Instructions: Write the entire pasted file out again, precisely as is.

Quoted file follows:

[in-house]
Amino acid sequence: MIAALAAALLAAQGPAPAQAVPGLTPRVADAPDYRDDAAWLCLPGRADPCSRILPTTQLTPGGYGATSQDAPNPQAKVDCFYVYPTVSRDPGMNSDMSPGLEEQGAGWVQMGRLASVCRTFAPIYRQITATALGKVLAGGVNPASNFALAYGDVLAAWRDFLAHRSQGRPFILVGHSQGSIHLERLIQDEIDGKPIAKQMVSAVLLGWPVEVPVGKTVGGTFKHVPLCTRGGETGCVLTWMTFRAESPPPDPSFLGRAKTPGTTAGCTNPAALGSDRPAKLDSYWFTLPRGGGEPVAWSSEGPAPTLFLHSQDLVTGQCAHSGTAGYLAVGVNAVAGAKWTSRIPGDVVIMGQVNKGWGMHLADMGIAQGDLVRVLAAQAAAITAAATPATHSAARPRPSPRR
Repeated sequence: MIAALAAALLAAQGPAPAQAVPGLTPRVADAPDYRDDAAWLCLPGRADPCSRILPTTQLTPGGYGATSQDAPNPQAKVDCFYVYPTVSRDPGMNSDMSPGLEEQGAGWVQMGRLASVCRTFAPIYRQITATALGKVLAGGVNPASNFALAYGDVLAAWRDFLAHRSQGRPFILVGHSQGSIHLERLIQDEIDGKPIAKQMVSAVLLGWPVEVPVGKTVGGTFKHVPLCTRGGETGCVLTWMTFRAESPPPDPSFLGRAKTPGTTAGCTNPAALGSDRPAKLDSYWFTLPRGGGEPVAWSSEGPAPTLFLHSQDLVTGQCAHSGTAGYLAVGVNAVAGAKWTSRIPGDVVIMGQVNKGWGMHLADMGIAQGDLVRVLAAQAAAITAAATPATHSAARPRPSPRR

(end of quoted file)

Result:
[in-house]
Amino acid sequence: MIAALAAALLAAQGPAPAQAVPGLTPRVADAPDYRDDAAWLCLPGRADPCSRILPTTQLTPGGYGATSQDAPNPQAKVDCFYVYPTVSRDPGMNSDMSPGLEEQGAGWVQMGRLASVCRTFAPIYRQITATALGKVLAGGVNPASNFALAYGDVLAAWRDFLAHRSQGRPFILVGHSQGSIHLERLIQDEIDGKPIAKQMVSAVLLGWPVEVPVGKTVGGTFKHVPLCTRGGETGCVLTWMTFRAESPPPDPSFLGRAKTPGTTAGCTNPAALGSDRPAKLDSYWFTLPRGGGEPVAWSSEGPAPTLFLHSQDLVTGQCAHSGTAGYLAVGVNAVAGAKWTSRIPGDVVIMGQVNKGWGMHLADMGIAQGDLVRVLAAQAAAITAAATPATHSAARPRPSPRR
Repeated sequence: MIAALAAALLAAQGPAPAQAVPGLTPRVADAPDYRDDAAWLCLPGRADPCSRILPTTQLTPGGYGATSQDAPNPQAKVDCFYVYPTVSRDPGMNSDMSPGLEEQGAGWVQMGRLASVCRTFAPIYRQITATALGKVLAGGVNPASNFALAYGDVLAAWRDFLAHRSQGRPFILVGHSQGSIHLERLIQDEIDGKPIAKQMVSAVLLGWPVEVPVGKTVGGTFKHVPLCTRGGETGCVLTWMTFRAESPPPDPSFLGRAKTPGTTAGCTNPAALGSDRPAKLDSYWFTLPRGGGEPVAWSSEGPAPTLFLHSQDLVTGQCAHSGTAGYLAVGVNAVAGAKWTSRIPGDVVIMGQVNKGWGMHLADMGIAQGDLVRVLAAQAAAITAAATPATHSAARPRPSPRR